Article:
By Chang Dong-woo
SEOUL, June 1 (Yonhap) -- A recent audio sampling controversy surrounding BTS member Suga's new album shows that even global K-pop superstars are not bulletproof from potential public relations debacles.
It highlights the inevitable risks associated with celebrities trying to step up their game on the international stage amid heightened calls for political correctness.
On Sunday evening, Big Hit Entertainment issued an apology over the use of an audio clip of American cult leader Jim Jones, associated with the infamous mass-murder suicide in Jonestown, Guyana, in 1979, in BTS member Suga's track "What Do You Think," from his latest solo mixtape album, "D-2."
"D-2," Suga's second solo project released under his alias Agust D, has become a global sensation upon its May 22 release, soaring to the top of Apple iTunes album charts in 80 countries and regions. The lead track, "Daechwita," also dominated the iTunes' list of top songs in 50 nations.
A project by any BTS member is bound to draw keen attention from K-pop observers, who overanalyze and dissect each and every lyric, especially after the album -- paired with a majestic music video for "Daechwita" -- was released out of the blue with zero official public promotion outside of a handful of mysterious teasers.
After about a week of collective observation, international fans, as well as anti-fans, noticed that a voice sampling featured in "What Do You Think" was that of a sermon by Jones. It fueled speculations and theories, as well as criticisms, as to how and why the audio by the notorious late cult leader was used.
The conversation and an ensuing critique snowballed to the point where Big Hit decided to re-release the track sans the audio sample in question.
"The producer on 'What Do You Think?' chose (the audio) in consideration of the overall atmosphere of the track, not knowing the identity of the speaker," Big Hit said in a statement. The company also admitted that it failed to recognize the "inappropriate" nature of the sample.
"We apologize for anyone who may have been hurt or offended," said Big Hit. The company explained that Suga himself also felt a deep sense of responsibility over the incident.
The public relations debacle came at a time when Big Hit is moving forward to go public on South Korea's stock exchange. After months of speculation, the company last week filed with the Korea Exchange a preliminary review to be listed on the KOSPI, South Korea's benchmark stock index.
The company's operating profit for fiscal year 2019 reached 98.7 billion won (80.4 million), bigger than the combined operating profit of the top three K-pop agencies -- SM Entertainment, JYP Entertainment and YG Entertainment. Established in 2005, Big Hit, whose value is estimated to be at least 2 trillion won, is widely expected to wrap up its listing this year unless issues emerge.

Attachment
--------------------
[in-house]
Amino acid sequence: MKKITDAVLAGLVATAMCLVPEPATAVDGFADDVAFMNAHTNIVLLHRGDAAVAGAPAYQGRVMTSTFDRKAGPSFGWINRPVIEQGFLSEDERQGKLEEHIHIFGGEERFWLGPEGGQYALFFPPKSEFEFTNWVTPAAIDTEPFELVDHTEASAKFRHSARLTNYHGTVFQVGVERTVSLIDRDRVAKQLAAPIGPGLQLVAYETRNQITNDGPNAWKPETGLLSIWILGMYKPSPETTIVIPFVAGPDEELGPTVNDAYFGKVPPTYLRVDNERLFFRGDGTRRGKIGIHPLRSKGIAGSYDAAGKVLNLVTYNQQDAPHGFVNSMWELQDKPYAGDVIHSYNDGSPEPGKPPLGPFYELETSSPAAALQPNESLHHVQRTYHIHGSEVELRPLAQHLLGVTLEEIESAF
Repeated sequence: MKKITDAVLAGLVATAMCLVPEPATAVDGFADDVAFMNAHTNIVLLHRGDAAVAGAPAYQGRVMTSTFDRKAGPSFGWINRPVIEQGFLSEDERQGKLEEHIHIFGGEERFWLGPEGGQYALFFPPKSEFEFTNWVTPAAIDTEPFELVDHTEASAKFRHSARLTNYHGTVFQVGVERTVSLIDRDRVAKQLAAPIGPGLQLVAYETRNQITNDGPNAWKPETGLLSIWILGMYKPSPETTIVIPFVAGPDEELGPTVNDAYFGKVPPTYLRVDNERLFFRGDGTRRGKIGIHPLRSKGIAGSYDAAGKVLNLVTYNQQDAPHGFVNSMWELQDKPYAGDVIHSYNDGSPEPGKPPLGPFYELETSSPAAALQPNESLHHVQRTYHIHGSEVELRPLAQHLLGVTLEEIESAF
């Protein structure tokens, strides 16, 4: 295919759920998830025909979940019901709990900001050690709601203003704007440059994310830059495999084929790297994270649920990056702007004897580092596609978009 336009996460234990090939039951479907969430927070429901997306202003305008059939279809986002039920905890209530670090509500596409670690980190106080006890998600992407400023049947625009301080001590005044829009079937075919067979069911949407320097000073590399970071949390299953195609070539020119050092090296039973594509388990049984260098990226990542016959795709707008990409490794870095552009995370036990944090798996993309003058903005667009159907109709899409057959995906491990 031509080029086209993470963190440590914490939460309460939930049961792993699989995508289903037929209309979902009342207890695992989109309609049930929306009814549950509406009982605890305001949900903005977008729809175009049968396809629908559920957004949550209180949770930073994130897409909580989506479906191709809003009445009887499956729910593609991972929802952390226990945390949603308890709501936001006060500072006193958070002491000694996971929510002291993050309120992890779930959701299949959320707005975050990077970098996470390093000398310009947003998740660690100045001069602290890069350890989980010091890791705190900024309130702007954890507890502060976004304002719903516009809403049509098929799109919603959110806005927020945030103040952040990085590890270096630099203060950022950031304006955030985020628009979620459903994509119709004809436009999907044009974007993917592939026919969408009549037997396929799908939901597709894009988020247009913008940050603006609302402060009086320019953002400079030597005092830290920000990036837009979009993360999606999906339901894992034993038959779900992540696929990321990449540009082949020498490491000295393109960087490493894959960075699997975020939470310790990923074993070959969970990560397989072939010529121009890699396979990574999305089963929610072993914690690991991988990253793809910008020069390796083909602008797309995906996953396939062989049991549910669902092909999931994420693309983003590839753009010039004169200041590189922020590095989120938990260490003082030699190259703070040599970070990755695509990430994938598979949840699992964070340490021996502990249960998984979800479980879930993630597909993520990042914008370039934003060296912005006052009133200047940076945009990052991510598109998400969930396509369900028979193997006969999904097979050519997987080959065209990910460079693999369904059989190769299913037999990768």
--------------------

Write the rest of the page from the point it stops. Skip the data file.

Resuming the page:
Despite Big Hit's explanation, it is not clear as to how exactly the decision to use the Jones audio came about. Some fans speculate that the audio was used intentionally as an artistic tool, to emphasize the message conveyed in the song. Fans backing this theory have expressed reservations toward Big Hit's apology.
"I don't believe that Yoongi (Suga) meant any harm in sampling that speech. Like many rappers before him, he is using an emotionally-charged speech to underscore the feeling of the song. He is not endorsing Jim Jones in any way," commented Celeste Hollister, an American writer and Suga fan in San Marcos, Texas.
Hollister, 45, added, "The political landscape of the world feels especially super-charged right now, and the apology seems like the company's attempt to defuse something potentially volatile."
Twitter user Roxy, who says she is a British English teacher based in South Jeolla Province, was more critical toward Suga and Big Hit.
"Just shows how lazy they were when it comes to source checking. How can you use something in a song without knowing where it's from," said the 22-year-old, who described herself as a passing consumer of K-pop.
For those unfamiliar, the Jones sample brouhaha is hardly the first nor the only controversy BTS or its members have faced since their debut in 2013.
In October 2018, a photo of Jimin wearing a shirt with an atomic bomb image made the rounds on the internet, which prompted a Japanese TV broadcaster to call off the group's scheduled appearance during the band's Japanese promotional media blitz.
Member RM also came under the spotlight when Simon Wiesenthal Center, an American Jewish human rights group, publicly criticized the group's leader for supposedly wearing a hat with what the group said resembled Nazi symbolism.
Big Hit back then addressed both controversies head on in statements, expressing regret and promising to do better in the future.
The company's pattern of swiftly addressing controversies, both then and now, comes as the K-pop industry -- the stars and businesses -- thrives largely on the clean-cut, wholesome image of its stars.
Many K-pop stars, including BTS, rely heavily on advertisement deals in securing revenue for their companies. The market value of artists, when involved in negative news, tends to decline steeper compared with stars in other fields, as seen in last year's "Burning Sun" scandal.
CedarBough Saeji, visiting assistant professor of Korean Culture at Indiana University in the United States, underscored the intense pressure South Korean celebrities in general face compared with their peers in other countries.
"The pressure on K-pop stars to maintain a wholesome image raises the stakes in their already stressful career path. K-pop stars are essentially always performing the curated stage self, with little downtime and only fleeting moments of anonymity and normalcy," Saeji said.
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